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North Korea plans covert missile test

Both Japan and the U.S. say they’re prepared to shoot it down


 

North Korea plans covert missile testLate last month, North Korea announced it was getting ready to launch a satellite into space. If the news had been coming from anywhere other than the isolated Communist regime, that might have been the end of it. But while North Korea is calling it a “satellite launch,” U.S. and Japanese officials say it’s likely a long-range missile test—and they’re prepared to shoot it down.

The U.S. and Japan say the Kwangmyongsong-2, which North Korea describes as an “experimental communication satellite,” isn’t the problem; it’s the rocket that will carry it into orbit that’s raising issues. They fear the launch is actually a covert test of North Korea’s Taphodon-2 missile, the most advanced weapon in the country’s arsenal. The missile has the capacity to travel an estimated 6,700 km, allowing it to strike military bases in Japan, Guam and even Alaska.

The announcement comes at a critical time, when the North Korean regime has been straining relations with South Korea. North Korean generals met with the U.S.-led UN military command in South Korea earlier this month for the first time in seven years to protest joint military exercises. According to local news reports, North Korean officials warned that holding such exercises “at a moment when the situation on the Korean peninsula is already tense would only raise more tension.” Pyongyang also recently cut off talks with Seoul and has threatened to annihilate South Korea unless it opens the border to allow aid to flow north.

According to South Korea’s Yonhap news agency, the launch won’t take place until late March or early April. In the meantime, Japan’s prime minister, Taro Aso, says he plans to take the issue to the UN’s Security Council. Any rocket launch by North Korea, even one carrying a satellite for civilian use, he warned, would lead to immediate sanctions.


 
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North Korea plans covert missile test

  1. Pyongyang also recently cut off talks with Seoul and has threatened to annihilate South Korea unless it opens the border to allow aid to flow north.
    I’m starving here, and you’re my only hope: If you don’t start feeding me I’ll kill you. Because even though I’m starving, I have put all my energy into being able to kill you.
    Well, that’s one way to ask for help. And, given the system of social assumptions the NoKo regime works with, it’s not a surprising one.

    • Noko never has threatened to annihilate S.Korea just because of S.Korea’s close action the border.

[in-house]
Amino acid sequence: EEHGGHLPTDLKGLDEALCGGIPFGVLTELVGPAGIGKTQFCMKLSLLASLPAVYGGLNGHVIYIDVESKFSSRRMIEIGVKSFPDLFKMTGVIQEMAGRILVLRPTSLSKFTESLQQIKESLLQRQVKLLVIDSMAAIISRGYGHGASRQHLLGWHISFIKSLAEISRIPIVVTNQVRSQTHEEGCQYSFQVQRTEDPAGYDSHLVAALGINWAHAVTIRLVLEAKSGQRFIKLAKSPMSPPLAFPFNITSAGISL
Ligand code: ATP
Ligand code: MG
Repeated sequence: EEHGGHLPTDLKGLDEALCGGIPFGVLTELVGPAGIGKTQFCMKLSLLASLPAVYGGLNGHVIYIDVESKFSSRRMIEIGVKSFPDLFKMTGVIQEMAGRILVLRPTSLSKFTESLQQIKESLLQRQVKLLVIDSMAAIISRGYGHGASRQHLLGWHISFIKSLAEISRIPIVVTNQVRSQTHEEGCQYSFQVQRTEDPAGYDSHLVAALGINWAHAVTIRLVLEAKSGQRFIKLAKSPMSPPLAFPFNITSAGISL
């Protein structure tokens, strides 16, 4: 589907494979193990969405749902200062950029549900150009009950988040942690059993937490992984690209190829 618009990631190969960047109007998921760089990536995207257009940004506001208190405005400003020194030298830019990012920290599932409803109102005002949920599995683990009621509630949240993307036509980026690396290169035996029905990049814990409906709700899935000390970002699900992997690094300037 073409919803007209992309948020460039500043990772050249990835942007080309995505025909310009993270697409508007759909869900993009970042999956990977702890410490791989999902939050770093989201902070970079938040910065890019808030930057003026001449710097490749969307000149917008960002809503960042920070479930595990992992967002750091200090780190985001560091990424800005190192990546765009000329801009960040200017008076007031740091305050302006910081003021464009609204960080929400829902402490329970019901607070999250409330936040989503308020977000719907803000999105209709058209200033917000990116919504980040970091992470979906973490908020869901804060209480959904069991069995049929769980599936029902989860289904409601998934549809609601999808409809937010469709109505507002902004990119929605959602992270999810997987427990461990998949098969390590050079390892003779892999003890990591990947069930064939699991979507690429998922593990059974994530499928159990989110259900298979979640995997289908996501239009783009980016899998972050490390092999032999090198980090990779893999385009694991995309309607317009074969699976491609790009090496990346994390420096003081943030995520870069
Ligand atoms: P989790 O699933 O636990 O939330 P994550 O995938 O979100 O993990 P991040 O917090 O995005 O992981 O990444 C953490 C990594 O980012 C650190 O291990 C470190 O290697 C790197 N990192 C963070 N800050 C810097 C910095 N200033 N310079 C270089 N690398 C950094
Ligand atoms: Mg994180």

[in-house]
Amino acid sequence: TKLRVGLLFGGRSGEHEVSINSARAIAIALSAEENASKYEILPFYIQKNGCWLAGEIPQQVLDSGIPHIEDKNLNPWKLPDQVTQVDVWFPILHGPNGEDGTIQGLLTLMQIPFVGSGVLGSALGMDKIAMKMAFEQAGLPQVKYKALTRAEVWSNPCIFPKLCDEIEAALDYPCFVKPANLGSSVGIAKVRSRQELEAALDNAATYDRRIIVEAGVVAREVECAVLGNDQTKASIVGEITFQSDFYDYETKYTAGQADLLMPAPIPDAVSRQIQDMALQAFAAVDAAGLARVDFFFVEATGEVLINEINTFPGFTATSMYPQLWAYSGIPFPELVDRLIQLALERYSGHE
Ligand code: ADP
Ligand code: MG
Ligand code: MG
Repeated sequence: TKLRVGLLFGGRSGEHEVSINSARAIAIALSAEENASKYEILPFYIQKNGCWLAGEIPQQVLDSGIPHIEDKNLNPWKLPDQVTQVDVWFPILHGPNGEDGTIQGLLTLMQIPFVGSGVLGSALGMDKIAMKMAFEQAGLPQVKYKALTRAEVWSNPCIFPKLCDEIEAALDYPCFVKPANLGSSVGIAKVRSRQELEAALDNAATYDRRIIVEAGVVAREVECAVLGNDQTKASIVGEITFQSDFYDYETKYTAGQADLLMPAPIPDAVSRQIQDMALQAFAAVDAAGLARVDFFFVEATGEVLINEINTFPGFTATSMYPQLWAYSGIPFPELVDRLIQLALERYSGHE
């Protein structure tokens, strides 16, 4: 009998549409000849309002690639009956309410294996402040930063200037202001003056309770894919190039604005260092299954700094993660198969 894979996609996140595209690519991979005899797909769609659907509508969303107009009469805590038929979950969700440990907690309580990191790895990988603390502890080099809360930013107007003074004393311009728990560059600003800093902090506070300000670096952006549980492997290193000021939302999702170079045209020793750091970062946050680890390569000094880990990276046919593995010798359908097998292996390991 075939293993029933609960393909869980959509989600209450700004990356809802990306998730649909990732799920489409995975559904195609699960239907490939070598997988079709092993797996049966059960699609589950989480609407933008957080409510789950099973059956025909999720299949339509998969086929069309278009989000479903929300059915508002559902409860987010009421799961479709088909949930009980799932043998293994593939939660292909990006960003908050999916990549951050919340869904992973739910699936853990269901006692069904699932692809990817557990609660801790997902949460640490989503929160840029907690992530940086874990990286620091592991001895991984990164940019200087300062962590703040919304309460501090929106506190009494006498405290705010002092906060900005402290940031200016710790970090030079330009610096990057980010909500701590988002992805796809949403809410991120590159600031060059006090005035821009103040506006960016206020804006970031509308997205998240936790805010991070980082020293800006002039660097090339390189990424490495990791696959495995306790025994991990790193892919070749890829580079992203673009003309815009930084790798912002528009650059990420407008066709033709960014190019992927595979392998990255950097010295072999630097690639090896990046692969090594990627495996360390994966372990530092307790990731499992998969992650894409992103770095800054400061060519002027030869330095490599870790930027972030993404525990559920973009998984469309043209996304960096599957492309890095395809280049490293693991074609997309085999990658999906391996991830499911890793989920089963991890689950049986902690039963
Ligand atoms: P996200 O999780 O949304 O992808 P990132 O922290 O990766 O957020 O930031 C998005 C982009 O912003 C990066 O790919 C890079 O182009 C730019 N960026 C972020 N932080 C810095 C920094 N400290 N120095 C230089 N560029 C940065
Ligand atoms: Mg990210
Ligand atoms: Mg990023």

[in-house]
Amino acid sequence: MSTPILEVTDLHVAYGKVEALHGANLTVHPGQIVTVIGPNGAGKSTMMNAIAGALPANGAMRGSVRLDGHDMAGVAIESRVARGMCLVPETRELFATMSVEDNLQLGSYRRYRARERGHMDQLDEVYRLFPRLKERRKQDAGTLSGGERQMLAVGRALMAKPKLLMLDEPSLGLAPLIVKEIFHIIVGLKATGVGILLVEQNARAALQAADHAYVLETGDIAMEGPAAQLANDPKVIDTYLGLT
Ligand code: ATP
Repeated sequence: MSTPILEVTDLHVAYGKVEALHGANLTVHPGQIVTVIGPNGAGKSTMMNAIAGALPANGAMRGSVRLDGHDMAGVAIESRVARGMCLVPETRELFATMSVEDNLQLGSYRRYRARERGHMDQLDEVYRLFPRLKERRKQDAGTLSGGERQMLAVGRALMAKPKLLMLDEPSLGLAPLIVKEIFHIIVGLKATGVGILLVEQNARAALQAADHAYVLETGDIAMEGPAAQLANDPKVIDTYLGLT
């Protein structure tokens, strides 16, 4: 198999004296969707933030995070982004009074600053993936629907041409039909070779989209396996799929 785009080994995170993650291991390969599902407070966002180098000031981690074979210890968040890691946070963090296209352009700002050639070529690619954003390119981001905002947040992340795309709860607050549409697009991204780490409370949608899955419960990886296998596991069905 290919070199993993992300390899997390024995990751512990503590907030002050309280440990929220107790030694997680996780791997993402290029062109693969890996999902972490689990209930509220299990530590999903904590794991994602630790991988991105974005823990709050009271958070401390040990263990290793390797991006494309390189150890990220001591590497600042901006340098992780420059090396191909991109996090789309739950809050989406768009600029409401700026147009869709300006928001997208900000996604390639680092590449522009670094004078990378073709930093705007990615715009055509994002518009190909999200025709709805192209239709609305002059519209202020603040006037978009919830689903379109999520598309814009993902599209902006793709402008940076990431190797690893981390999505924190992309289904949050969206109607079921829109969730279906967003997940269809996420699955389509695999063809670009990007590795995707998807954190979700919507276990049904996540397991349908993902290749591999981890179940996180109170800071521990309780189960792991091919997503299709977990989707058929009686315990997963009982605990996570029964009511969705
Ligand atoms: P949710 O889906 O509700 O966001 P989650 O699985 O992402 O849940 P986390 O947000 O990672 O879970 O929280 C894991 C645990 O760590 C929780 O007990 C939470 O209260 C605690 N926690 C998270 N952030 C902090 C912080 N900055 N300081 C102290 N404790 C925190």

it seems wrong as the reporter misunderstood what exactly going on.

      in fact, S.Korea being eager to open the closed boarder (some S.Korean businesses are running in DPRK regions -west side of N.Korea) which blocked by NK recent since few days ago.

  2. Activating the missile defense shield in response to this would be poorly advised.

    a) N Korean technology is extremely poor. As their nuclear test two years ago demonstrated, they do not have sufficient technological sophistication to pose a meaningful threat to the United States.

    b)The risk of causing a military conflict might be low, but it should be avoided at all costs. The North Koreans have the third largest standing military in the world, and would be nearly impossible to defeat given the military assets the US has in the region. N Korea has a very real capability to level Seoul with its medium range artillery positions. This is a conflict would could quickly spiral out of control.

    c) Failure of the MD interception would expose a weakness to the Chinese and Russian systems (who the MDI was really meant to deter) and would provide them with real world data as to the performance of the kill vehicles. The tactical loss would be huge.

    • a) they may not be nearly as technologically advanced. But a long range ballistic missile travels so fast that it wouldn’t really matter. Seattle would still be reduced to rubble if the poop hit the fan. Now that will never happen. But still.
      b) I agree. Also the fact that the North Korean Military would be basically impossible to defeat without nuclear, biological or chemical weapons. Simple because of all of the mountains in the country that are thoroughly bunkered up. As well all of the landmines, sea-mines, and other 50 year old defences laying in wait for invading forces also would be devastating to any invading force.
      c) The technology doesn’t work, and won’t ever. George W claimed the patriot defence system worked 97% of the time in Iraq. What he doesn’t say is how many times it had to fire before it hit something. They are better off developing a giant laser gun to deal with missile threats. As for the Chinese and Russians, they have little or no ability (as far as we know) to stop ICBM’s so i think its alright.

        • 8 tests in 9-10 years seems rather dubious. I wonder if they tested this in different weather conditions, with less experienced operators etc. It seems rather sketchy that they’ve done so few tests given the amount of time they’ve had.

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